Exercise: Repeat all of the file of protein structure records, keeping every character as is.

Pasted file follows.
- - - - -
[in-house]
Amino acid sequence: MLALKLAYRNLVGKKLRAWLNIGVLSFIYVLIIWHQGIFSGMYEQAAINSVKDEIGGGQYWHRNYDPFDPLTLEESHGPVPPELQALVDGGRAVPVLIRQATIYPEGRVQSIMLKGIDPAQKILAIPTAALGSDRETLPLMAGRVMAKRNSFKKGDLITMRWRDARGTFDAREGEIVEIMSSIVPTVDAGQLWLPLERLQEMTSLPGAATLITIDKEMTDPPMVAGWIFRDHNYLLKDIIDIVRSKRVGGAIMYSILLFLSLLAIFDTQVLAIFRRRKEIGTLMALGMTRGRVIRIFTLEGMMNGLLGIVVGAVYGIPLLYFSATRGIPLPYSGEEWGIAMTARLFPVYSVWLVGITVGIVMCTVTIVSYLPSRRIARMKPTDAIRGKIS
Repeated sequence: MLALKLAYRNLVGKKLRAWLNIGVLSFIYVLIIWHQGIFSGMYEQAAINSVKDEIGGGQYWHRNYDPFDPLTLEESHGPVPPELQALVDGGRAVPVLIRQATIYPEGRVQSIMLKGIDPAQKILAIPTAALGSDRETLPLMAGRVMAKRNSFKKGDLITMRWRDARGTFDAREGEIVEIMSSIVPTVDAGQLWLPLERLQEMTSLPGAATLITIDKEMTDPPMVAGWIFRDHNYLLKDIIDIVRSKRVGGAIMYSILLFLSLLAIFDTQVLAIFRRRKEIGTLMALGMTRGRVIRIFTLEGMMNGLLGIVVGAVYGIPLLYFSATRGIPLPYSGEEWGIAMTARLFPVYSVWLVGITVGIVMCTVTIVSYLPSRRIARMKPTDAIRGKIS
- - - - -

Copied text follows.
[in-house]
Amino acid sequence: MLALKLAYRNLVGKKLRAWLNIGVLSFIYVLIIWHQGIFSGMYEQAAINSVKDEIGGGQYWHRNYDPFDPLTLEESHGPVPPELQALVDGGRAVPVLIRQATIYPEGRVQSIMLKGIDPAQKILAIPTAALGSDRETLPLMAGRVMAKRNSFKKGDLITMRWRDARGTFDAREGEIVEIMSSIVPTVDAGQLWLPLERLQEMTSLPGAATLITIDKEMTDPPMVAGWIFRDHNYLLKDIIDIVRSKRVGGAIMYSILLFLSLLAIFDTQVLAIFRRRKEIGTLMALGMTRGRVIRIFTLEGMMNGLLGIVVGAVYGIPLLYFSATRGIPLPYSGEEWGIAMTARLFPVYSVWLVGITVGIVMCTVTIVSYLPSRRIARMKPTDAIRGKIS
Repeated sequence: MLALKLAYRNLVGKKLRAWLNIGVLSFIYVLIIWHQGIFSGMYEQAAINSVKDEIGGGQYWHRNYDPFDPLTLEESHGPVPPELQALVDGGRAVPVLIRQATIYPEGRVQSIMLKGIDPAQKILAIPTAALGSDRETLPLMAGRVMAKRNSFKKGDLITMRWRDARGTFDAREGEIVEIMSSIVPTVDAGQLWLPLERLQEMTSLPGAATLITIDKEMTDPPMVAGWIFRDHNYLLKDIIDIVRSKRVGGAIMYSILLFLSLLAIFDTQVLAIFRRRKEIGTLMALGMTRGRVIRIFTLEGMMNGLLGIVVGAVYGIPLLYFSATRGIPLPYSGEEWGIAMTARLFPVYSVWLVGITVGIVMCTVTIVSYLPSRRIARMKPTDAIRGKIS